Bryan Holland and Greg Kriesel attended Pacifica High in Garden Grove, California, together, where they were both on the cross-country team.
They formed their first band together (Manic Subsidal) with two other cross-country teammates one night in 1984 after failing to get into a Social Distortion show.
Once Holland had written a handful of songs with self-explanatory titles like Very Sarcastic and Sorority Bitch, the fledgeling band headed for a cheap local studio.
Momentarily waylaid when its guitarists jumped ship, the band recruited Kevin Wasserman, an older Pacifica grad who now worked as the school janitor. Ron Welty, meanwhile, was only 16 when he begged Holland to let him join Manic Subsidal.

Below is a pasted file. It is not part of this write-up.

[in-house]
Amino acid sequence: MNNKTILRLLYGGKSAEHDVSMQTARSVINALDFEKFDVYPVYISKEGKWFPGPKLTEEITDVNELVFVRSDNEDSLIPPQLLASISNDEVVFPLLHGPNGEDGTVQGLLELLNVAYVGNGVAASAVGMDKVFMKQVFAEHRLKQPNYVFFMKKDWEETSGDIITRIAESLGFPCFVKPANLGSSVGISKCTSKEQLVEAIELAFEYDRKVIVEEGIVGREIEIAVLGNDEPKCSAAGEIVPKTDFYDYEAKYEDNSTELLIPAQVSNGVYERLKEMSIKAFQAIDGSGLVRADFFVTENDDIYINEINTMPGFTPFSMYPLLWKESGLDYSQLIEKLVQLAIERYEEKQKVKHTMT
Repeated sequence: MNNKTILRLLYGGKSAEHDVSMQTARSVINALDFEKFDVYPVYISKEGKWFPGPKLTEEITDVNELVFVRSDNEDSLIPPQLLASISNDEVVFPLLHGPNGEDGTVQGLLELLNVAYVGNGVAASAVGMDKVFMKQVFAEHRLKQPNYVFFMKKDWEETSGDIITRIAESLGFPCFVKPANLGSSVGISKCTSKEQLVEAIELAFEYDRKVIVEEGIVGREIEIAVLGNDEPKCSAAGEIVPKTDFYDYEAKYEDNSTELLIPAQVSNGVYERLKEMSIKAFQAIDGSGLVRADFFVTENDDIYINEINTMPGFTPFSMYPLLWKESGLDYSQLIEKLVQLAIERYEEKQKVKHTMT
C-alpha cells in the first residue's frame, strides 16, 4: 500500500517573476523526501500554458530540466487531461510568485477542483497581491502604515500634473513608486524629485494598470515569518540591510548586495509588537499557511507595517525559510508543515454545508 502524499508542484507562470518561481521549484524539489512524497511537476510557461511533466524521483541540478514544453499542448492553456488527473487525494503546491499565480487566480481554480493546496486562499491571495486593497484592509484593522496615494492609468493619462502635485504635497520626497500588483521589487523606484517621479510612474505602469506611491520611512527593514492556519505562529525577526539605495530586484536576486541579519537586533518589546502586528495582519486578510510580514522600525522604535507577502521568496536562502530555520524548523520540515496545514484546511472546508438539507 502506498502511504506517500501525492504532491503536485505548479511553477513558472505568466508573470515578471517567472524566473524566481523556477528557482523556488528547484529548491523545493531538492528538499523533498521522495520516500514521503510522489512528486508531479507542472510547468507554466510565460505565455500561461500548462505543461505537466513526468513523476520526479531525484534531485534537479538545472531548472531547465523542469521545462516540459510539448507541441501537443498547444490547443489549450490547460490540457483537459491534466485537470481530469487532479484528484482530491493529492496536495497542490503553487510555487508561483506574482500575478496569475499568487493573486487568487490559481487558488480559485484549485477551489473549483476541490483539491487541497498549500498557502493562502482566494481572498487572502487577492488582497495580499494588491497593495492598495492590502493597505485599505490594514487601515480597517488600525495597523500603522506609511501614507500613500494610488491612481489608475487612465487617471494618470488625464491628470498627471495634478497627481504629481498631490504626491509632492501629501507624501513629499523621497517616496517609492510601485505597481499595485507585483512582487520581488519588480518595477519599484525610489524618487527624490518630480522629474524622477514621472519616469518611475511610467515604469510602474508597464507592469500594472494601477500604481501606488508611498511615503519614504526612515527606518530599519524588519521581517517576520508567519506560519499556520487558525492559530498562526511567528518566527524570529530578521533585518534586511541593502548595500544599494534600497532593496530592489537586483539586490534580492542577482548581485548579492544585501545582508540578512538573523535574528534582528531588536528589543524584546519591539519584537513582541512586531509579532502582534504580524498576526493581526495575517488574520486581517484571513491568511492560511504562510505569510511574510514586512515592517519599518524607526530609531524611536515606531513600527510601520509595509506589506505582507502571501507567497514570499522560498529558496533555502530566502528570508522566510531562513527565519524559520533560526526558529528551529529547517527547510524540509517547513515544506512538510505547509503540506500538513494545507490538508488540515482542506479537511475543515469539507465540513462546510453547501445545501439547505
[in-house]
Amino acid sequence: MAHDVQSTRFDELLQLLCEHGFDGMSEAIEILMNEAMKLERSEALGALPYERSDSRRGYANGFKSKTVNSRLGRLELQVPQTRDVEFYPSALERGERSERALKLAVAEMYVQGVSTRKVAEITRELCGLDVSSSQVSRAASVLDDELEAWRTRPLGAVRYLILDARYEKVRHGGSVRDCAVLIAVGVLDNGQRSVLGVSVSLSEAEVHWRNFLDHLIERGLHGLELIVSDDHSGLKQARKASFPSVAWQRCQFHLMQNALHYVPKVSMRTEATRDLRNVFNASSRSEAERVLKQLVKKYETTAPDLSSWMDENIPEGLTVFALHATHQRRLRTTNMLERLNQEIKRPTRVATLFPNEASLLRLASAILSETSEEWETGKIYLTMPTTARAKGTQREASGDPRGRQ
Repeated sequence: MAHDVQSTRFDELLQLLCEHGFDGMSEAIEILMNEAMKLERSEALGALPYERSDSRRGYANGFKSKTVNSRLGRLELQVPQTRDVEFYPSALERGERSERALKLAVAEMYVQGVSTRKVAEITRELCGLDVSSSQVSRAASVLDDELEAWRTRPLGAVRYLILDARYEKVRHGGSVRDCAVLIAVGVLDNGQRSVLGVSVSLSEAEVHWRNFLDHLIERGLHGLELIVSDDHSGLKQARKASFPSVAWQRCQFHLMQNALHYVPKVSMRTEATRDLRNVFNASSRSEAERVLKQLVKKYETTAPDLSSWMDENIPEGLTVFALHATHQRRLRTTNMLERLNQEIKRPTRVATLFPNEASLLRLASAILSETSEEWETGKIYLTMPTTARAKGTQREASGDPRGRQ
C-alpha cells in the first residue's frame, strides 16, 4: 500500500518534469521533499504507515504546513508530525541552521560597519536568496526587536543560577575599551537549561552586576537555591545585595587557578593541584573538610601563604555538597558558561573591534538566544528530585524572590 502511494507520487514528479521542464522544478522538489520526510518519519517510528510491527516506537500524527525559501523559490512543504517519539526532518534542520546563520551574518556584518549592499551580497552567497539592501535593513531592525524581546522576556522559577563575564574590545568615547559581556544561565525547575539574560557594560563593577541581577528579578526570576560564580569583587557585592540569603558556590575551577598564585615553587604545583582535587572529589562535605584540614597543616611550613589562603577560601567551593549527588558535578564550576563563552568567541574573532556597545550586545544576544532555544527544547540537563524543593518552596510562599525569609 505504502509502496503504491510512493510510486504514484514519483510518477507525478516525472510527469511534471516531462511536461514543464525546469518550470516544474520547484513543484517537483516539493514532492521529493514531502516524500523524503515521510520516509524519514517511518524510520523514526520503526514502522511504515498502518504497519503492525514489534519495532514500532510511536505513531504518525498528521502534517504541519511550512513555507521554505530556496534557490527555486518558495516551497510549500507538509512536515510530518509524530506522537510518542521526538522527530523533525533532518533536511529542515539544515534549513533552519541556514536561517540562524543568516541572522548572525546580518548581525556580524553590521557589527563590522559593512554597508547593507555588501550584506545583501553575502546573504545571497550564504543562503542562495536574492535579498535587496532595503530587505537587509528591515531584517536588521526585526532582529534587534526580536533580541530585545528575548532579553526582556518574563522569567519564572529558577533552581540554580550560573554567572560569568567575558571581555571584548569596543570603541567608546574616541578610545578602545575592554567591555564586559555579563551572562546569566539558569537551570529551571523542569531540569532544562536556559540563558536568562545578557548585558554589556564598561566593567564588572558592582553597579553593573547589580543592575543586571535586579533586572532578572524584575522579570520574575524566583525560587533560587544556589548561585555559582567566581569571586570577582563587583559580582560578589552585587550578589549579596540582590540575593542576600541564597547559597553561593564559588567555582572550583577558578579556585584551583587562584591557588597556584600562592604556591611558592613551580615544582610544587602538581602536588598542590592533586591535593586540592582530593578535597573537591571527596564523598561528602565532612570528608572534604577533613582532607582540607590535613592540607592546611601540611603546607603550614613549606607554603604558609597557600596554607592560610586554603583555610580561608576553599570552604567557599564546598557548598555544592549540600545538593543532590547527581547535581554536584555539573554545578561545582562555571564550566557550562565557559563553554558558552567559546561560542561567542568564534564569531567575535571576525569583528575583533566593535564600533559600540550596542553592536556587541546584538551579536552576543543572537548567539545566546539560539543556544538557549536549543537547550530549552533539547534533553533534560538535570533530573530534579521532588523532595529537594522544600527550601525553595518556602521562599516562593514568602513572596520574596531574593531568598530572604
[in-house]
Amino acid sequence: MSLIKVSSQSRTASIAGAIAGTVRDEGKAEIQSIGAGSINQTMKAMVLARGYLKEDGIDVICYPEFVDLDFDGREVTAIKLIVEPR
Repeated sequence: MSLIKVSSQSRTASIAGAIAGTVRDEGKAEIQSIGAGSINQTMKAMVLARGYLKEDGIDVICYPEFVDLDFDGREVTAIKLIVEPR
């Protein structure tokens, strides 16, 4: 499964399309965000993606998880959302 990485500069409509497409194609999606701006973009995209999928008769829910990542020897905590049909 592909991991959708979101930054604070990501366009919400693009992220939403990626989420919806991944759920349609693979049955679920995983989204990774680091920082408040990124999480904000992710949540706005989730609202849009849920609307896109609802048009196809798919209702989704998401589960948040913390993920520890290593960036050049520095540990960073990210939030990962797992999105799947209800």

Changing their name, in 1987 the Offspring paid to release their own 7″ single. Unable to afford the additional 25c per copy it cost to paste the front sleeves to the backs, the band bought a case of beer and glue sticks and held a party for their friends.
It took the band two and a half years to get rid of the 1,000 copies they printed.
Two years and a pile of rejections later, they signed a contract with Nemesis, a small punk label and recorded another 7″ (Baghdad) and an album debut, entitled The Offspring.
In 1992, Epitaph Records released Ignition, 12 brief but energetic Offspring songs that summed up the previous decade of Orange County punk.
Their first big hit came in 1994 with the catchy-as-hell single Come Out And Play.
Americana (1998) – their fifth album – spawned another killer single, Pretty Fly (For A White Guy) and Why Don’t You Get A Job?, echoing the sing-songy charm of both The Beatles‘ Ob-La-Di, Ob-La-Da and Simon and Garfunkel‘s Cecilia.
Bryan ‘Dexter’ Holland
Kevin ‘Noodles’ Wasserman
Greg K (Kriesel)